Revisiting Erik Erikson’s 8 Stages of Psychosocial Development
Today, while I was watching my son play with his friends, I started to think about child development, and how without fail, children from each generation follow a similar life journey. I was reminded of my days as a graduate student and the paper that I wrote about Erik Erikson’s 8 stages of psychosocial development.
Erikson posited that personality develops in a rigid order through 8 stages of psychosocial development, from infancy to adulthood. During each stage, the person experiences a psychosocial crisis, which could have a positive or negative outcome for personality development.
My son is two and a half, so he is firmly in stage 2: autonomy vs. shame and doubt. It amazes me to see that even though he is growing up in a digital world, way different from my own upbringing, he fights hard to maintain his autonomy, just like I did.
For anyone who works with children, Erikson’s 8 stages are required reading. Below you will find a list of all 8 stages, along with a brief discussion.
Stage 1. Trust vs. Mistrust (Hope): In child development, these terms refer to the notion that the goal of infancy (from birth to 18 months) is to develop a basic trust or sense of trust of the world.
Stage 2. Autonomy vs. Doubt (Will): At this stage (18 months to age three), because children have the dual desire to hold on and to let go, overly restrictive parenting can make children feel powerless and doubt their abilities.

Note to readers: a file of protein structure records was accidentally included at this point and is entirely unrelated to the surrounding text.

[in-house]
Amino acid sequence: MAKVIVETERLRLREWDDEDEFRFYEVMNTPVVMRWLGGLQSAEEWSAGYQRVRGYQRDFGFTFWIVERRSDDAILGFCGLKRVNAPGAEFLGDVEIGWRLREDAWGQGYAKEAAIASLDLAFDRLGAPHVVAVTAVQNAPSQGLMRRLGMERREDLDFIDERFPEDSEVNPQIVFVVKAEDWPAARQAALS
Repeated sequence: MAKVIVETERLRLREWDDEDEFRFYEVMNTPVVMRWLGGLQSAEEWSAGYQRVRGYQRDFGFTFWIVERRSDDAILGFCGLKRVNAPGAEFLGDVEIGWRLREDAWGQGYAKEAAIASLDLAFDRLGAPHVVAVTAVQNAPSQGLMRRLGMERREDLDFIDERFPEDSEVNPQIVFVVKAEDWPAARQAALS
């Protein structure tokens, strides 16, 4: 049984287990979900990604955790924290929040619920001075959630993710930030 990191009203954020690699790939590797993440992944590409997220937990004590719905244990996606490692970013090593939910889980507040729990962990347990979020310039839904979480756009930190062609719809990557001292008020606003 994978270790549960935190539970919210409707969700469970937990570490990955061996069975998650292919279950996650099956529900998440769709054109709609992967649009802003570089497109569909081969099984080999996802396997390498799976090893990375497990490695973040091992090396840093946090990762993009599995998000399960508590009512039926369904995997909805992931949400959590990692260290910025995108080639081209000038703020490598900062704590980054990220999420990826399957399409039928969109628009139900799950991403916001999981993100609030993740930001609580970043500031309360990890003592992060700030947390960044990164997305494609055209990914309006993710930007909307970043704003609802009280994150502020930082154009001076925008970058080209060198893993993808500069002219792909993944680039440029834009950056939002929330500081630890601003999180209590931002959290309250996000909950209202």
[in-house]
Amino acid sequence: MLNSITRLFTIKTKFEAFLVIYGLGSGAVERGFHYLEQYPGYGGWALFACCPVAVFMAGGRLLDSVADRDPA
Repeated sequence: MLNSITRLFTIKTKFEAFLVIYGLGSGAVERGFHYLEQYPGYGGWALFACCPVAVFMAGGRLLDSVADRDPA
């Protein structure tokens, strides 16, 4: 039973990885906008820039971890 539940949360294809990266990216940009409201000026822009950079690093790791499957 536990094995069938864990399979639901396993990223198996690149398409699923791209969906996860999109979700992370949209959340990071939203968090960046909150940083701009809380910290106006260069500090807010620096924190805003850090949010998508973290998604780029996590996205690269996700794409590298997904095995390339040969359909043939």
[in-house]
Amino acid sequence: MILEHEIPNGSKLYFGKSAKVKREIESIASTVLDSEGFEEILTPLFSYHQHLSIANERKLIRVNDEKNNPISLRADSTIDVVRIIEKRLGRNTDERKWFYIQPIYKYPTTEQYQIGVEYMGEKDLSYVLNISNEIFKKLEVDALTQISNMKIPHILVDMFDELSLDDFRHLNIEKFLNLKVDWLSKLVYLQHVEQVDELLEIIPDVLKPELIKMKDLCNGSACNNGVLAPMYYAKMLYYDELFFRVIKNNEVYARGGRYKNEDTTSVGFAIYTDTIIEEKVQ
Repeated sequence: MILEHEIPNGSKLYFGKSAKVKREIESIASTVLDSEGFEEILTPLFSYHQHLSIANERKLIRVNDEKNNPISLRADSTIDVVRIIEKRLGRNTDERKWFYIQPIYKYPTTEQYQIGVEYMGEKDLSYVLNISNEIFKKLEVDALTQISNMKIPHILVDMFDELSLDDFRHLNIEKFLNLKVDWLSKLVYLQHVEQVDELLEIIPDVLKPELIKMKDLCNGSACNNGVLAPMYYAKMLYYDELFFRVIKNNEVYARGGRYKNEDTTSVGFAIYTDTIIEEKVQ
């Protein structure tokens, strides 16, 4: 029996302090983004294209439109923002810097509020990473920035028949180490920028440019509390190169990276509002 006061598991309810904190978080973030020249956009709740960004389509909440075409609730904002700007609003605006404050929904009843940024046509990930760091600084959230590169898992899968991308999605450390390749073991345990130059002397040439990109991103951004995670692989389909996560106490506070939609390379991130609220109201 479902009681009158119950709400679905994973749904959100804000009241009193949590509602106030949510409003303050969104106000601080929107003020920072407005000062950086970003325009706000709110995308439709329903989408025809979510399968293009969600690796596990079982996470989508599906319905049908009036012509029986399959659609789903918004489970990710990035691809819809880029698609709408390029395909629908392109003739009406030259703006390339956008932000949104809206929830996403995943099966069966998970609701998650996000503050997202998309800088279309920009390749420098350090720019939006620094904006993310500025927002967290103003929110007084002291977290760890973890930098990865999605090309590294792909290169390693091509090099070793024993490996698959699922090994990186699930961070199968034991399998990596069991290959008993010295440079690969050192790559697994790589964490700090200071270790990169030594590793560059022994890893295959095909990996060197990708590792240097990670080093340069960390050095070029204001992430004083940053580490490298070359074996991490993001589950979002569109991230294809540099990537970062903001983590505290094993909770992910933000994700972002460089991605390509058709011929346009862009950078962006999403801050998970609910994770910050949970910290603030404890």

Stage 3. Initiative vs. Guilt (Purpose): At this stage (age three to six), because the motor and language skills of children are continuously maturing, they can become increasingly aggressive and vigorous in exploring their social and physical environments.
Stage 4. Industry vs. Inferiority Purpose (Competency): At this stage (age six to twelve), meeting success allow individuals to feel a sense of productivity, achievement, industriousness, and, in general, positive feelings about oneself and one’s abilities.
Stage 5. Identity vs. Role Confusion (Fidelity): At this stage (age 12 to 18), the big question that individuals confront is “Who am I?”.
Stage 6. Intimacy vs. Isolation (Love): During young adulthood (18-40), an individual learns how to share aspects of their life with another person.
Stage 7. Generativity vs. Self-Absorption (Care): During middle adulthood (40-65), an individual develops an interest in forming and guiding the subsequent generation.
Stage 8. Ego Integrity vs. Despair (Wisdom): In late adulthood (65+), individuals look back at their life and realize that their life has been their responsibility and that they need to take responsibility for their actions. Those who regret their past life choices feel despair.
Do you think these stages paint an accurate picture of human development?